> Weekly Torah Portion > Intermediate > M'oray Ha'Aish


Lech Lecha (Genesis 12-17 )

by Rabbi Ari Kahn

Great people are made, not born. Sometimes they are self-made. Avraham was such a person. Born into the dark ages when decency was not common, he alone discovered the light and shared it with the world. His legacy is not merely the impact he had on his contemporaries, nor is he to be judged only by the deeds he performed in his lifetime. Quite the opposite is true: In his hometown, he was reviled. In his lifetime, the scope of his impact was limited, yet his teachings have spread throughout the world and throughout history. Jews, Muslims and Christians all over the world look to Avraham as their spiritual, if not biological, patriarch. Regrettably, there are times that it seems that the greatness of Avraham is one of the few things upon which these religions can agree.

Rabbi Soloveitchik once referred to Avraham as the "loneliest man who ever lived," the original "lonely man of faith." Avraham's greatness lay in his ability to see beyond societal beliefs and norms, and search for a truth that had eluded his contemporaries, but being the only man who believed in a deity with no needs, no appetites or desires made Avraham a loner. The concept of such a God befuddled the pagans and appalled their primitive logic, which required gods who could be manipulated and bribed.

Avraham's understanding of God led him to the realization that the creation of our world and of humankind was an act of benevolence and altruism. As soon as Avraham realized this, he knew there was, in fact, nothing he could do for God - so he set out to emulate God. And as he built his life around acts of kindness and morality, something magical happened: People responded. Love and decency became contagious. Talk of one God, all-powerful and without needs, began to spread. The lonely Avraham became popular. He gained a following, yet despite the inroads he made into the surrounding society, his success was limited. Even those closest to him - his nephew Lot and his son Yishamel - found the standards set by Avraham's living example too difficult to emulate. Avraham remained haIvri, the man perpetually set apart from others, always different, as if a river separated him from the rest of society. In modern parlance, he was always "on the wrong side of the tracks."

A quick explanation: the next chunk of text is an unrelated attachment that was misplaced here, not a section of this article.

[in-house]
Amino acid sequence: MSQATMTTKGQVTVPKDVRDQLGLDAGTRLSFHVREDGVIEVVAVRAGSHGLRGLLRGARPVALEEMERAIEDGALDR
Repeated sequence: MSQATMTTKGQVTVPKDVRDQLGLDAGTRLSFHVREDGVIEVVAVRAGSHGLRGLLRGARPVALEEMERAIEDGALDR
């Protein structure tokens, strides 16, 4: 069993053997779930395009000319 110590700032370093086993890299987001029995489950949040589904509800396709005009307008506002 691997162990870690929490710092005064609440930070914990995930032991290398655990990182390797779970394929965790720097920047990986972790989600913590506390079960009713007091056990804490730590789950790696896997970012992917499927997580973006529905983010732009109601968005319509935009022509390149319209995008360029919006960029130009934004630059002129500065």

Despite the experiences of his own lifetime, from the vantage point we enjoy, Avraham's profound loneliness was only a temporary state: God Himself became Avraham's greatest companion. God took Avraham for a stroll and invited him to look at the beautiful night sky, bright with the light of millions of stars. Avraham was told that one day his descendants would be like the stars. Indeed, this promise has been fulfilled not only in a quantitative sense, but in a qualitative sense: Avraham's descendants brought light to the darkness, compassion and altruism to the dark ages of paganism and barbarism. Avraham's followers taught kindness, decency and love, and illuminated the darkness of the human condition. Like the beauty of the stars on a dark night, Avraham's descendants fill the sky. And the most luminous light of all, the brightest guiding star, was Avraham himself - the father of love and light.

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